Then, we can return the number of sales they make times the
commission_per_sale, and that will give us the total commission amount. The last thing we have to do here is modify the
.calculate_payroll() method to obtain the commission value from the method we just wrote.
Just like before, I want to add an internal employee address database to this module, along with a method for obtaining the address of some employee. I’ll do this by creating a new class called
AddressBook above the existing
I created an instance attribute out of a dictionary that maps employee IDs to their addresses. Then, I create a new method called
.get_employee_address(), which returns the
Address object associated with a given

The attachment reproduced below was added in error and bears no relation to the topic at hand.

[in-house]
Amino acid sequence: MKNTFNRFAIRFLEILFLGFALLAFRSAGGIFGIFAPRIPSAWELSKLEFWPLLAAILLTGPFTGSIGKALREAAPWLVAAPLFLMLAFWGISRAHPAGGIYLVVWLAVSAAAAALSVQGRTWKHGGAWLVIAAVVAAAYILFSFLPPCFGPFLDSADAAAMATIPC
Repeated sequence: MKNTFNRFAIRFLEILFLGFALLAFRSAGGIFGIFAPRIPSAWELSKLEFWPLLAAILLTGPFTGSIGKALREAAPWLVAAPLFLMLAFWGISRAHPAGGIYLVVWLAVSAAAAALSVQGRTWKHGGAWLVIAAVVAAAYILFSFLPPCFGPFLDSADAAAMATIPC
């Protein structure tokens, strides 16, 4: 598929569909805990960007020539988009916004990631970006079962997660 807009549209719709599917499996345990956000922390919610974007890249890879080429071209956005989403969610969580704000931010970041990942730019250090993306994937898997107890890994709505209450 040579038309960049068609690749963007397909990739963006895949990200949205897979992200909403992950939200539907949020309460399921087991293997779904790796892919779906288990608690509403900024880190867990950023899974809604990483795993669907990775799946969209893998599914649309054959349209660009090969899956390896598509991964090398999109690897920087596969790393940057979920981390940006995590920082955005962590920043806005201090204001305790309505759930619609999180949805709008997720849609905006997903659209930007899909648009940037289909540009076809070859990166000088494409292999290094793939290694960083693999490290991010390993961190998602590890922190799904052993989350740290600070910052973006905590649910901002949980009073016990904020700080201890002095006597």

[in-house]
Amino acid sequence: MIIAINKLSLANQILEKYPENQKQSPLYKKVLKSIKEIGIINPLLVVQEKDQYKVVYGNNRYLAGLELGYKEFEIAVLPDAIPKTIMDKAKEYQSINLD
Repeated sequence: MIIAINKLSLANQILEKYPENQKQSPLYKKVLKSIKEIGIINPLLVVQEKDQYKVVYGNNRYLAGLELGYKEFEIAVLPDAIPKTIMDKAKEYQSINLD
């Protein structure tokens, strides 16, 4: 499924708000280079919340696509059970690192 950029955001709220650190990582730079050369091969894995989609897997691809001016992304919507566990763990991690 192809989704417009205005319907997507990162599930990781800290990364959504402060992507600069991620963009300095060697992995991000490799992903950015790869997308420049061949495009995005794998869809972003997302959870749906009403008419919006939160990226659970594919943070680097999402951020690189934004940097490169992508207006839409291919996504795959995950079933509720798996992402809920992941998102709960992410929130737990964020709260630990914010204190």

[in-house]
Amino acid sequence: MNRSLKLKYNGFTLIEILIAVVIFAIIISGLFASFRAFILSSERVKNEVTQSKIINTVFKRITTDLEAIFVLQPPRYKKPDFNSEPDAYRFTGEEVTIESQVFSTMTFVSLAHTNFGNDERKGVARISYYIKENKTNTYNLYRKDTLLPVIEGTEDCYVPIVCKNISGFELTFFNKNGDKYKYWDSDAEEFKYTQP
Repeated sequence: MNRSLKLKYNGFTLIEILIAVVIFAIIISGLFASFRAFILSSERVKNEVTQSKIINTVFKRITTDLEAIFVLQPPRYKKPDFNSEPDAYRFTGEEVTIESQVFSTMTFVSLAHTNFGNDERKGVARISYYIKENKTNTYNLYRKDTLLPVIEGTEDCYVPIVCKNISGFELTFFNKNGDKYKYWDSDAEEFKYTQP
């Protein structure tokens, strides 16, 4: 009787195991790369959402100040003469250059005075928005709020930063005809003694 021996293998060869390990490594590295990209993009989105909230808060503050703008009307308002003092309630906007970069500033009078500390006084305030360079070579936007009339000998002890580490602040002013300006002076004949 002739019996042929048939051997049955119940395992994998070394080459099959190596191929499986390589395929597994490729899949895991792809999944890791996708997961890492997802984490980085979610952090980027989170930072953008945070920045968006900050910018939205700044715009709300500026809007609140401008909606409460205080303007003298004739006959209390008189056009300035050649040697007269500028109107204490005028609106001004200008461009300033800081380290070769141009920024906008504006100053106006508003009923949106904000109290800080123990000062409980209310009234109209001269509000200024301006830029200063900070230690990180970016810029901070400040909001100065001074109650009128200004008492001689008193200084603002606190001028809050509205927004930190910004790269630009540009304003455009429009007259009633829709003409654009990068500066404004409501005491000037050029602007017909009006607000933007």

Now that we have independent mechanisms in place for creating the components of an employee, we’re going to move on to the
employees module and get rid of everything except the basic definition of an
Employee. At the top, I’ll make sure we have access to the
We’re going to create a new class called
EmployeeDatabase, which will act as a database of employees all together. I will give this class an
.__init__() method, and inside here, I will create a new list of dictionaries where each dictionary represents an employee with their ID, name, and role.
That looks like this. Basically, when this function is called, it’s going to return a list and each item in that list will be an
Employee object constructed from one of the dictionaries in the list above. This line of code is relying on some
._create_employee() method, so let’s create that now. This method will be in charge of taking in an